Many people are afflicted with one or more chronic skin conditions that produce lesions similar to bed bug bites. When bed bugs are suspected, those chronic conditions may be forgotten or discounted. Many people without chronic skin conditions become temporarily susceptible to skin lesions caused by other organisms or agents that normally would not affect them, but are expressed during periods when they re subjected to excessive levels of stress. The psychological effect of having to deal with bed bugs is unusually high on the list of human stressors. Coping with such levels of stress often makes one or more of the occupants of a home more susceptible to ancillary causes of skin lesions. Most companies fail to consider the possibility that some of the skin lesions are stress related. That prevents them from taking the time to inspect for possible ancillary causes and identify their presence. Neglecting to deal with such conditions properly is a major cause of what appear to be treatment failures when, in fact, the bed bugs have been controlled but the ancillary issues have not been handled.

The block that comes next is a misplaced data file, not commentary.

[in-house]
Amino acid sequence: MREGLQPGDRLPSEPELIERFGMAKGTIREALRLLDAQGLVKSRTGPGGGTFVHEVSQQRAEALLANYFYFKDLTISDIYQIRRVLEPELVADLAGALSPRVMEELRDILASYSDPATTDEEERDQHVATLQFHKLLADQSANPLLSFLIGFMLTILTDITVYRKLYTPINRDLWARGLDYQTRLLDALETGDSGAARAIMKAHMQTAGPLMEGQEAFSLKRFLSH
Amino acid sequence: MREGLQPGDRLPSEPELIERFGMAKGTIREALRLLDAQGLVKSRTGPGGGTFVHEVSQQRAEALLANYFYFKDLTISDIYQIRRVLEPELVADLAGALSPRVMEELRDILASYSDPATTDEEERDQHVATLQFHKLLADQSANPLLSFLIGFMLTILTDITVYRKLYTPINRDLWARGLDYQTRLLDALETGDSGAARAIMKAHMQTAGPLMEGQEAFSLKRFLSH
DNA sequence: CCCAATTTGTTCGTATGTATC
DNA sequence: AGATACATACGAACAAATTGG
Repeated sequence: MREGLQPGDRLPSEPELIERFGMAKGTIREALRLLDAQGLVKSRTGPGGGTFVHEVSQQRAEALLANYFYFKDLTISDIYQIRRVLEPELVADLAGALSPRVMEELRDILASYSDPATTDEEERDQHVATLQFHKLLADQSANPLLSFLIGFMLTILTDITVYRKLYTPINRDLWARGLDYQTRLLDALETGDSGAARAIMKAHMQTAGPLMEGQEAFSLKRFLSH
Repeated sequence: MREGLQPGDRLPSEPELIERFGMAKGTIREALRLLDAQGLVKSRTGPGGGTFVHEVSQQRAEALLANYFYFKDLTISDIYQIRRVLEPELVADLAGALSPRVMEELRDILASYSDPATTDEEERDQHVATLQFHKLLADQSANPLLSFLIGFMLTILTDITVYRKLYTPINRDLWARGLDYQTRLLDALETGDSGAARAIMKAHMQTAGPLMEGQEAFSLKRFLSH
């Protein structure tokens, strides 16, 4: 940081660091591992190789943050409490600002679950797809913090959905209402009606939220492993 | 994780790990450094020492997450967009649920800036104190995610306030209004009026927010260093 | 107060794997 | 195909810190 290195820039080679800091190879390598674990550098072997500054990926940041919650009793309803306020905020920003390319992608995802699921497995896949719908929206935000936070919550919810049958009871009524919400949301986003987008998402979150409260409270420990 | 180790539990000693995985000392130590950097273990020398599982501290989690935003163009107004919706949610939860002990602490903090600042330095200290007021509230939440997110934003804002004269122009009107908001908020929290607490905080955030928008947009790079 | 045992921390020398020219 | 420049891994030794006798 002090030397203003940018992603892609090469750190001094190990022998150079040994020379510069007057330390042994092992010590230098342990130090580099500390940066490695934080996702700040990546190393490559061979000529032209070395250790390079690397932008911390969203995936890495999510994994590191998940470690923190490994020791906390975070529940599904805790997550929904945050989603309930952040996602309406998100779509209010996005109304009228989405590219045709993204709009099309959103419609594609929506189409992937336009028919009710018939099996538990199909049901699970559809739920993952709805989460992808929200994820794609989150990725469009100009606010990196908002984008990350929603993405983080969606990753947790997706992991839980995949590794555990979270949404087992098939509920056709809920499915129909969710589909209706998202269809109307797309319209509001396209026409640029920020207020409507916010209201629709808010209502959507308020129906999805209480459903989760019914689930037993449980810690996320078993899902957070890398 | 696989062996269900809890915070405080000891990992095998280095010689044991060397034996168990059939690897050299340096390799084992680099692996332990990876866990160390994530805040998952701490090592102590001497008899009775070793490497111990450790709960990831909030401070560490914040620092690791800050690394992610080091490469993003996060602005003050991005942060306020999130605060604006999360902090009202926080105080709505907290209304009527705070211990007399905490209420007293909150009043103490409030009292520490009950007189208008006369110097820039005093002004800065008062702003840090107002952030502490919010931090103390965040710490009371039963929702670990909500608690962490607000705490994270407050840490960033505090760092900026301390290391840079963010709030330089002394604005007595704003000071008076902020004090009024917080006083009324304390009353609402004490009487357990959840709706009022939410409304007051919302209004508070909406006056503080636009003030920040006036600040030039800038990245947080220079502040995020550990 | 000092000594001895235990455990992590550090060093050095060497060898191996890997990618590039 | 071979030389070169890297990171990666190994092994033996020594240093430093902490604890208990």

Birds, Bats, and Other Causes of Bed Bugs…
Even when bed bugs are confirmed to be present, the real cause of the bed bug infestation may not be apparent. Those who assume that bed bugs are being brought in solely by the human occupants of the home are often mistaken, which is why every bed bug infestation must first be examined under the microscope before a treatment plan is formulated.
Over 70 species, in 22 genera, are recognized in the Cimicidae family (the family of insects comprising bed bugs and their kin) worldwide. Most of them are typically found associated with warm blooded animals other than humans, but nearly all are capable of parasitizing human hosts when their typical hosts are absent. Not only that, but nearly all of those are just as transportable, in luggage and other personal effects, by travelers who fly, ride trains and busses, rent automobiles, and sit in waiting rooms at hospitals, medical clinics, and you name it… Many people living in Central Texas regularly travel outside the United States, and some of them unwittingly bring back some of the bed bugs they encounter along the way.